In an effort to help demystify the editing and publishing process for authors, I've tracked my second novel's editing journey, starting at the very beginning with the manuscript evaluation, which is what the edit letter from a traditional publishing house will often look like.

Manuscript Evaluation

Mystified about what happens to a book once it's been written? Curious about what happens to a novel before it hits bookshelves and e-readers? You've come to the right place!

If you haven't read my guest post on what to do once you've finished your first draft, that's an excellent place to start. For the purpose of this blog series, I'm assuming that you've polished your story to the best of your ability and are moving on to the publishing stages, either as a self-published author or with your book accepted by a traditional publisher or hybrid press, like Iguana.

I announced earlier that I will be publishing Cultivating Peace next, and that novel will be the focus of this blog series. It's a romantic fantasy about a prince incognito and living on the run (Sam) who falls in love with a career soldier (Tassia) from a rival kingdom. I wrote the first two-thirds of this novel for NaNoWriMo in 2010 and finished it during NaNo 2013.

With no real idea of what to publish after Dragon Whisperer, I sent three of my finished novels to friend and editor Marg Gilks of Scripta Word Services for evaluation. Because I'm an editor as well as writer, I know a lot of editors, and I guess it's sort of cheating. For anyone who doesn't personally know an editor or two, I recommend stopping by the EAC's website and checking out their directory, where you can search editors by genre. (Be sure to do your research and find the right fit!)

All right, so just what is a manuscript evaluation? In a way, you can think of it as something like beta reading. Marg read my books and sent me very detailed feedback on where they worked and where they didn't, looking at broad categories like overall plot, the setting, dialogue, characterization, point of view and many more. She lists small inconsistencies along with large failings (plot holes, unlikeable characters, boring sections) and suggests ways to make these better.

The first two books I sent her were the oldest and I have been mucking away at them since I was a teenager. They have all sorts of problems, but thanks to Marg's guidance, I can actually see those problems that I've known existed but couldn't quite nail down. She's had some excellent suggestions, and I have come up with plenty of solutions on my own just by having the problems articulated.

Cultivating Peace is the most recent book I've written and I think it most clearly shows my growth as a writer. The evaluations Marg sent me for my first two books were long -- 15 and 32 pages, in fact. By comparison, the evaluation for CP is slightly over 7 pages. Those 7 pages contain mostly praise, which was a welcomed change after the other two evaluations. It was also a surprise because what I sent her was a barely polished second draft, that was really sent more out of desperation than anything.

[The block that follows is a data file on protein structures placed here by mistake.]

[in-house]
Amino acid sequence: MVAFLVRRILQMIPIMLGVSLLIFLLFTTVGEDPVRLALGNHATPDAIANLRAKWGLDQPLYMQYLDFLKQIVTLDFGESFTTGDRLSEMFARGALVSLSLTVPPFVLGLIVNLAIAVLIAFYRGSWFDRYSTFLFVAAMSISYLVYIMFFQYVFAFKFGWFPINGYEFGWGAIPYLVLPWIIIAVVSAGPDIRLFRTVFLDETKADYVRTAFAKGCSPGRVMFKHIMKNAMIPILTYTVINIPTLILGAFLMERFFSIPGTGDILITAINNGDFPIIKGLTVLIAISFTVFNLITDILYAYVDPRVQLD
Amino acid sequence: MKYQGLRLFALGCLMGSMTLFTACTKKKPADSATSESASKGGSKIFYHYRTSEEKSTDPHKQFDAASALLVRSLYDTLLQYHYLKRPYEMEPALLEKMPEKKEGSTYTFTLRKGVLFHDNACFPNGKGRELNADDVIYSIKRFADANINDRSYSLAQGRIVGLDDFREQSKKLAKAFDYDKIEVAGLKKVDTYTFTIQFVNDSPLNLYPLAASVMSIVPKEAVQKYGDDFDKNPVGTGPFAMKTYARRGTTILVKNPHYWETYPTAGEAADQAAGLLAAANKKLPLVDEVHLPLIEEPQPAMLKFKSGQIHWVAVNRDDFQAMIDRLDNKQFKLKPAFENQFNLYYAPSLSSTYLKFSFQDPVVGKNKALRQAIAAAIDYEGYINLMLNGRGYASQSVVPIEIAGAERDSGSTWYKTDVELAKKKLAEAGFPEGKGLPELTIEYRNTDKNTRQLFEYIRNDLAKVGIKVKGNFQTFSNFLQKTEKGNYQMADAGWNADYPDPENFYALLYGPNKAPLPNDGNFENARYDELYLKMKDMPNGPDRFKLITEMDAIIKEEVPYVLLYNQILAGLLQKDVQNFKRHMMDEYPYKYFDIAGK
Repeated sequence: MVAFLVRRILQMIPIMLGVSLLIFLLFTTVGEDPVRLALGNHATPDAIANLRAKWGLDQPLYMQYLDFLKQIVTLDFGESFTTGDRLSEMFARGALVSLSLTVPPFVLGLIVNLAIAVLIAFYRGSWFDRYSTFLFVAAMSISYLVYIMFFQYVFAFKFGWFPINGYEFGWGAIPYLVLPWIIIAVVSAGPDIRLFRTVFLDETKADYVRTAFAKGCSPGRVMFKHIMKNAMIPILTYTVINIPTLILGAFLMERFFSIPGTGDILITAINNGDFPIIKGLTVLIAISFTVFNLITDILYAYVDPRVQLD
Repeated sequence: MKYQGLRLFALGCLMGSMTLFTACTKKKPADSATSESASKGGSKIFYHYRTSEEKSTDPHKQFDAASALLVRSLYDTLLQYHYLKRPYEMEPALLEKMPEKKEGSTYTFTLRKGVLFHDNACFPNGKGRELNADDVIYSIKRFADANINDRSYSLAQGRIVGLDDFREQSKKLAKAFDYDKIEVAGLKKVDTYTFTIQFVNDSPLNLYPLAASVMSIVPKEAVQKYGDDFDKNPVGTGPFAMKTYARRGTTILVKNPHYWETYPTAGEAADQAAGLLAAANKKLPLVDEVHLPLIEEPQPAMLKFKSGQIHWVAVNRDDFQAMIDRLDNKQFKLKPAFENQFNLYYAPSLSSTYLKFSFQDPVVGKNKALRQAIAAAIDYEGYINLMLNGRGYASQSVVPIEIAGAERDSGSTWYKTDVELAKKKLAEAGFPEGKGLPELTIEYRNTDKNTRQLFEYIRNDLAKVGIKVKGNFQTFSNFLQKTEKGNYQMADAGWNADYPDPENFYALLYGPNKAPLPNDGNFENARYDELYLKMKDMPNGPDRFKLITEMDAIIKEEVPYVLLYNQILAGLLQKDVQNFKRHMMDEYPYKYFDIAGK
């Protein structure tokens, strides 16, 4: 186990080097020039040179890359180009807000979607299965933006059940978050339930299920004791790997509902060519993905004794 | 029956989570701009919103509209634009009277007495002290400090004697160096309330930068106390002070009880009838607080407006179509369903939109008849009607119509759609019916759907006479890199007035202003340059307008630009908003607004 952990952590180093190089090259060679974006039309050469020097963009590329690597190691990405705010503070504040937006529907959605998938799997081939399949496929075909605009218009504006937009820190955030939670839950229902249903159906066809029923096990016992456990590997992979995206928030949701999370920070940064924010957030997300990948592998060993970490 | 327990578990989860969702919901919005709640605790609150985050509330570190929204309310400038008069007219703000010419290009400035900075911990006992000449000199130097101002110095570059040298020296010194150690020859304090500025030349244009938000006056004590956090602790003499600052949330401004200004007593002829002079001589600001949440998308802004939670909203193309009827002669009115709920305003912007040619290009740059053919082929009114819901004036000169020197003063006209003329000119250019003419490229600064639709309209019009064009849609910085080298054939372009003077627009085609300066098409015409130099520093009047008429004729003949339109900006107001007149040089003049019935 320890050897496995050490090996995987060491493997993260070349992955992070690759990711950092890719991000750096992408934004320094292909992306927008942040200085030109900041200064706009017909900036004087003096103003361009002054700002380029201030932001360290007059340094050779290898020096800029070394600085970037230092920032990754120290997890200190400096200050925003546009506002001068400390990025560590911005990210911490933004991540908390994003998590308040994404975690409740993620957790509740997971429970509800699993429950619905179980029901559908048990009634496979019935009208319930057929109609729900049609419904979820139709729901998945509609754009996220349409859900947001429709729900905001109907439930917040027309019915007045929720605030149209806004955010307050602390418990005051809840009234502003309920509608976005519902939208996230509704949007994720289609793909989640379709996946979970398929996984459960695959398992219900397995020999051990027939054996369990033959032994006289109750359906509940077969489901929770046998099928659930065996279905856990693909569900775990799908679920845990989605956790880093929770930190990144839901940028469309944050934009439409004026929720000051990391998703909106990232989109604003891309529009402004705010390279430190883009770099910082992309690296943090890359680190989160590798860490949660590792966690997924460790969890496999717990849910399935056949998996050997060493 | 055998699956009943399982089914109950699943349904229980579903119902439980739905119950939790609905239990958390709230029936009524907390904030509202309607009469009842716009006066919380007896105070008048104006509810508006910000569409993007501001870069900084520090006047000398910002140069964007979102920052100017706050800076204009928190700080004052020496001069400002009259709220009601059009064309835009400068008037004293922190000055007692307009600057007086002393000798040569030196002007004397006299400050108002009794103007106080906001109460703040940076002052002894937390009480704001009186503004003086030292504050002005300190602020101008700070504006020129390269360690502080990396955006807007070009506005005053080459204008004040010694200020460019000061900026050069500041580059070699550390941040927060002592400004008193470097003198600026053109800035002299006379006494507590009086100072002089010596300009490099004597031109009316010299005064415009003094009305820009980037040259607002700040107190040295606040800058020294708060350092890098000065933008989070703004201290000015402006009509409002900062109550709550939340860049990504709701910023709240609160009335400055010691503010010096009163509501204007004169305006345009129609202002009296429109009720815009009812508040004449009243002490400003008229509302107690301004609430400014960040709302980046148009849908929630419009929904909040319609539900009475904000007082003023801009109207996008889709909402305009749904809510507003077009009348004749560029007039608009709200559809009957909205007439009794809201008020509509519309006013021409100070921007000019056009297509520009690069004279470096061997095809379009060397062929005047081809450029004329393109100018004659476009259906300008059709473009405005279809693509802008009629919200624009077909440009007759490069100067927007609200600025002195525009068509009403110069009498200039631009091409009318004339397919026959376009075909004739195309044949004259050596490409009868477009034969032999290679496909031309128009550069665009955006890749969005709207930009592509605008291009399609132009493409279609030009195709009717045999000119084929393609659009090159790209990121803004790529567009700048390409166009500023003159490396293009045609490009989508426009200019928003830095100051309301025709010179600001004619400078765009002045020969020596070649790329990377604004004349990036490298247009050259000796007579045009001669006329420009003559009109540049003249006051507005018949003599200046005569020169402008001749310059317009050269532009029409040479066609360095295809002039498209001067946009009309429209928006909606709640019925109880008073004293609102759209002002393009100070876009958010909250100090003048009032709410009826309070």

I was pleasantly surprised by Marg's response. I'm also very relieved. There are a few instances of point of view flops and some minor inconsistencies and puzzlements (wrong word choice, characters acting a little out of character, things that are flat out confusing), that I'll have to go through and correct. She also helped me find a better name for a hostile nation that Tassia ends up fighting.

She had one major concern for the book:
I have no major complaints with the plot’s progression except maybe the involvement of the dragons -- the red ones were presented as a threat, but I was a little frustrated that, when they did attack the city, we don’t see them, and there is no actual story action involving them -- everyone goes into shelters and calmly waits out the attack much like people sitting through a bomb raid or a tornado. ... While dragons weren’t focal to the main storyline -- the love story -- if they’re going to be in a story they should perhaps earn their keep a bit more than they do in Cultivating Peace. ... Could Tassia and Sam perhaps be caught outside, still trying to get to shelter, when the dragons attack? ... (idea: it would be kind of nice if Sam could actually defend Tassia somehow, since she’s always the one coming to his rescue/protecting him physically; perhaps she could trip and a dragon swoops toward her, and Sam somehow drives it off?  ... Nothing really superhero, just something to redeem him a bit in the monsieur in distress category).

This is a great example of showing the problem and offering a solution. In this instance, she offers an excellent suggestion, and I've made notes on how to expand the scene so that the dragons get a larger role and are shown directly in an assassination attempt. Sam will get to see real battle. This will add to the drama and make the dragons "earn their keep."

So now I will sit down and begin the revisions Marg has suggested before schlepping the novel off to my publisher for approval.

Structural Edit

The structural edit is also known as the substantive edit and it involves addressing concerns over big-picture issues in a novel: overall structure, plot, premise, characterization, setting, point of view, and dialogue, to name a few.